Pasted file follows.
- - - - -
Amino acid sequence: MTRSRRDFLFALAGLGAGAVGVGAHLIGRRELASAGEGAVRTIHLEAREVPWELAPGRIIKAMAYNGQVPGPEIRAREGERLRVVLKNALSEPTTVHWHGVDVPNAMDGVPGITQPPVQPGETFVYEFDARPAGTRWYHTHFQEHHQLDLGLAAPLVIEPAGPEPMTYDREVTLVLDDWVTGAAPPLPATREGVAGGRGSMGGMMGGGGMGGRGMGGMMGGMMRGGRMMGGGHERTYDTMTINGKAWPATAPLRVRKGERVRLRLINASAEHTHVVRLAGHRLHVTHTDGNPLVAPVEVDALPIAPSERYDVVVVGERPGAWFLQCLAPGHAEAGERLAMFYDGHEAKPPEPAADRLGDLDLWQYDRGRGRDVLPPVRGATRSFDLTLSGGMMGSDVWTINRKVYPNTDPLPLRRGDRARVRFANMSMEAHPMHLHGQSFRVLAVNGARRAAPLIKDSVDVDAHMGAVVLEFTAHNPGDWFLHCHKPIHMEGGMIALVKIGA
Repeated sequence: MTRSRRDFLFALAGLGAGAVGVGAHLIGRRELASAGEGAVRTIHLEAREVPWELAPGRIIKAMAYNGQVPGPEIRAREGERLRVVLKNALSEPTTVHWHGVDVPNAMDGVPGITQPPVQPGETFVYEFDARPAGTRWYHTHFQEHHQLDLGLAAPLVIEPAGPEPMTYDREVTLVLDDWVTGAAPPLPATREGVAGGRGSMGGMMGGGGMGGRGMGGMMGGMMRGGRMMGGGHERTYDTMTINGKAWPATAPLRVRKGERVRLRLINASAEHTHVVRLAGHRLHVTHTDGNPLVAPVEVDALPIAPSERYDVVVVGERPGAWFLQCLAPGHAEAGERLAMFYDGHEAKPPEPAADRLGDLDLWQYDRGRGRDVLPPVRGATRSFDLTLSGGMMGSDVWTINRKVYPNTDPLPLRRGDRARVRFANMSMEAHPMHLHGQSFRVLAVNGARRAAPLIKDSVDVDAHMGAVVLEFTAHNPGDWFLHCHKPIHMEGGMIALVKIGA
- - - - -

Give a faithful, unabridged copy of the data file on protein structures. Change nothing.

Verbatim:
Amino acid sequence: MTRSRRDFLFALAGLGAGAVGVGAHLIGRRELASAGEGAVRTIHLEAREVPWELAPGRIIKAMAYNGQVPGPEIRAREGERLRVVLKNALSEPTTVHWHGVDVPNAMDGVPGITQPPVQPGETFVYEFDARPAGTRWYHTHFQEHHQLDLGLAAPLVIEPAGPEPMTYDREVTLVLDDWVTGAAPPLPATREGVAGGRGSMGGMMGGGGMGGRGMGGMMGGMMRGGRMMGGGHERTYDTMTINGKAWPATAPLRVRKGERVRLRLINASAEHTHVVRLAGHRLHVTHTDGNPLVAPVEVDALPIAPSERYDVVVVGERPGAWFLQCLAPGHAEAGERLAMFYDGHEAKPPEPAADRLGDLDLWQYDRGRGRDVLPPVRGATRSFDLTLSGGMMGSDVWTINRKVYPNTDPLPLRRGDRARVRFANMSMEAHPMHLHGQSFRVLAVNGARRAAPLIKDSVDVDAHMGAVVLEFTAHNPGDWFLHCHKPIHMEGGMIALVKIGA
Repeated sequence: MTRSRRDFLFALAGLGAGAVGVGAHLIGRRELASAGEGAVRTIHLEAREVPWELAPGRIIKAMAYNGQVPGPEIRAREGERLRVVLKNALSEPTTVHWHGVDVPNAMDGVPGITQPPVQPGETFVYEFDARPAGTRWYHTHFQEHHQLDLGLAAPLVIEPAGPEPMTYDREVTLVLDDWVTGAAPPLPATREGVAGGRGSMGGMMGGGGMGGRGMGGMMGGMMRGGRMMGGGHERTYDTMTINGKAWPATAPLRVRKGERVRLRLINASAEHTHVVRLAGHRLHVTHTDGNPLVAPVEVDALPIAPSERYDVVVVGERPGAWFLQCLAPGHAEAGERLAMFYDGHEAKPPEPAADRLGDLDLWQYDRGRGRDVLPPVRGATRSFDLTLSGGMMGSDVWTINRKVYPNTDPLPLRRGDRARVRFANMSMEAHPMHLHGQSFRVLAVNGARRAAPLIKDSVDVDAHMGAVVLEFTAHNPGDWFLHCHKPIHMEGGMIALVKIGA